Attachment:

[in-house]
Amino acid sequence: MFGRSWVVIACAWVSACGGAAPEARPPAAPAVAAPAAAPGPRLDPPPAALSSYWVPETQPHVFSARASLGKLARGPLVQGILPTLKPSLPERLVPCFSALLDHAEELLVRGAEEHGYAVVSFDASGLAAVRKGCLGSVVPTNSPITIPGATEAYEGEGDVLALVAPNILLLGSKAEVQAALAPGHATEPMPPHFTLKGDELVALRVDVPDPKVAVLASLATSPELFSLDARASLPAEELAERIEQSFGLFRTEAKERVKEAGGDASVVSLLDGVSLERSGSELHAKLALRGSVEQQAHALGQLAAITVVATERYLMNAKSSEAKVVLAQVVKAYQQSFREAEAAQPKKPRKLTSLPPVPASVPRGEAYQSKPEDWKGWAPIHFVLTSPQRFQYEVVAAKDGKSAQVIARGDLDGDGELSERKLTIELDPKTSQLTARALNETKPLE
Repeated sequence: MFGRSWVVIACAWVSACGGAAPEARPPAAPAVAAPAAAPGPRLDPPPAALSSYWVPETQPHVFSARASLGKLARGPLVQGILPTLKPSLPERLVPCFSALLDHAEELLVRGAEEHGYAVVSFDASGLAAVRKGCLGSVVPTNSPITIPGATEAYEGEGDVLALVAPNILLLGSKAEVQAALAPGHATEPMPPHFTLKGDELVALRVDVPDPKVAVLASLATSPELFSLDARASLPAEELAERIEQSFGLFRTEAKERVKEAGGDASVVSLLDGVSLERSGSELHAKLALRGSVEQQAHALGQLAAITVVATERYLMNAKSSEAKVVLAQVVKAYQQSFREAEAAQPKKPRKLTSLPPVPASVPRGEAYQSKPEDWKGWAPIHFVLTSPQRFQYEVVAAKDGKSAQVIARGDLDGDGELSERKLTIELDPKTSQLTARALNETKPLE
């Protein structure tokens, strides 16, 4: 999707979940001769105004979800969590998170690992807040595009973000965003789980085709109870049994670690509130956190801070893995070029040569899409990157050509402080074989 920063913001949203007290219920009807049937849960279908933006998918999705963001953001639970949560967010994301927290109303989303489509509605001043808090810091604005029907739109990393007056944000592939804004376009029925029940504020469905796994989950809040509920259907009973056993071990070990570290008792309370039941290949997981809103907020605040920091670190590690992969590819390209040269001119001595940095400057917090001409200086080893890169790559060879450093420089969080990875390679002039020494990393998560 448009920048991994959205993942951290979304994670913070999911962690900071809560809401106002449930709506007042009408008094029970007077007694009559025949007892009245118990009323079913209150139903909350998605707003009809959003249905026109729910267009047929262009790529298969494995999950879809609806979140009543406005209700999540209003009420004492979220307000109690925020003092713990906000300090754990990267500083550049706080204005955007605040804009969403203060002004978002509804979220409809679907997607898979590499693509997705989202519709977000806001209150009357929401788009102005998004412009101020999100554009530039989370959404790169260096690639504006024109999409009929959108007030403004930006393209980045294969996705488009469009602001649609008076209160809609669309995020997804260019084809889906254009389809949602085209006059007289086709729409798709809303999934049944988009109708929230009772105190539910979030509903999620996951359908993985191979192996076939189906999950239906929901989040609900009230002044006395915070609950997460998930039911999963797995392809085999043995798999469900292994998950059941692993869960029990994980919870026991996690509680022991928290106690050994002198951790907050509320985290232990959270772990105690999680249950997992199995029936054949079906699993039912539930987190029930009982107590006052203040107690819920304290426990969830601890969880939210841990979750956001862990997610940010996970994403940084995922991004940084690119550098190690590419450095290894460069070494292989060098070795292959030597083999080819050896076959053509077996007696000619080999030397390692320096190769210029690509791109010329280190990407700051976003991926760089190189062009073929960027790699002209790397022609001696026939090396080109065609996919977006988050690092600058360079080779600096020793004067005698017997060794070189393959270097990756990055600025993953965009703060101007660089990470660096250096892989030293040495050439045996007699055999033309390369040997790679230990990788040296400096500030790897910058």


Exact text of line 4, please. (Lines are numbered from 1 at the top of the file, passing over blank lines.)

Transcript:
């Protein structure tokens, strides 16, 4: 999707979940001769105004979800969590998170690992807040595009973000965003789980085709109870049994670690509130956190801070893995070029040569899409990157050509402080074989 920063913001949203007290219920009807049937849960279908933006998918999705963001953001639970949560967010994301927290109303989303489509509605001043808090810091604005029907739109990393007056944000592939804004376009029925029940504020469905796994989950809040509920259907009973056993071990070990570290008792309370039941290949997981809103907020605040920091670190590690992969590819390209040269001119001595940095400057917090001409200086080893890169790559060879450093420089969080990875390679002039020494990393998560 448009920048991994959205993942951290979304994670913070999911962690900071809560809401106002449930709506007042009408008094029970007077007694009559025949007892009245118990009323079913209150139903909350998605707003009809959003249905026109729910267009047929262009790529298969494995999950879809609806979140009543406005209700999540209003009420004492979220307000109690925020003092713990906000300090754990990267500083550049706080204005955007605040804009969403203060002004978002509804979220409809679907997607898979590499693509997705989202519709977000806001209150009357929401788009102005998004412009101020999100554009530039989370959404790169260096690639504006024109999409009929959108007030403004930006393209980045294969996705488009469009602001649609008076209160809609669309995020997804260019084809889906254009389809949602085209006059007289086709729409798709809303999934049944988009109708929230009772105190539910979030509903999620996951359908993985191979192996076939189906999950239906929901989040609900009230002044006395915070609950997460998930039911999963797995392809085999043995798999469900292994998950059941692993869960029990994980919870026991996690509680022991928290106690050994002198951790907050509320985290232990959270772990105690999680249950997992199995029936054949079906699993039912539930987190029930009982107590006052203040107690819920304290426990969830601890969880939210841990979750956001862990997610940010996970994403940084995922991004940084690119550098190690590419450095290894460069070494292989060098070795292959030597083999080819050896076959053509077996007696000619080999030397390692320096190769210029690509791109010329280190990407700051976003991926760089190189062009073929960027790699002209790397022609001696026939090396080109065609996919977006988050690092600058360079080779600096020793004067005698017997060794070189393959270097990756990055600025993953965009703060101007660089990470660096250096892989030293040495050439045996007699055999033309390369040997790679230990990788040296400096500030790897910058």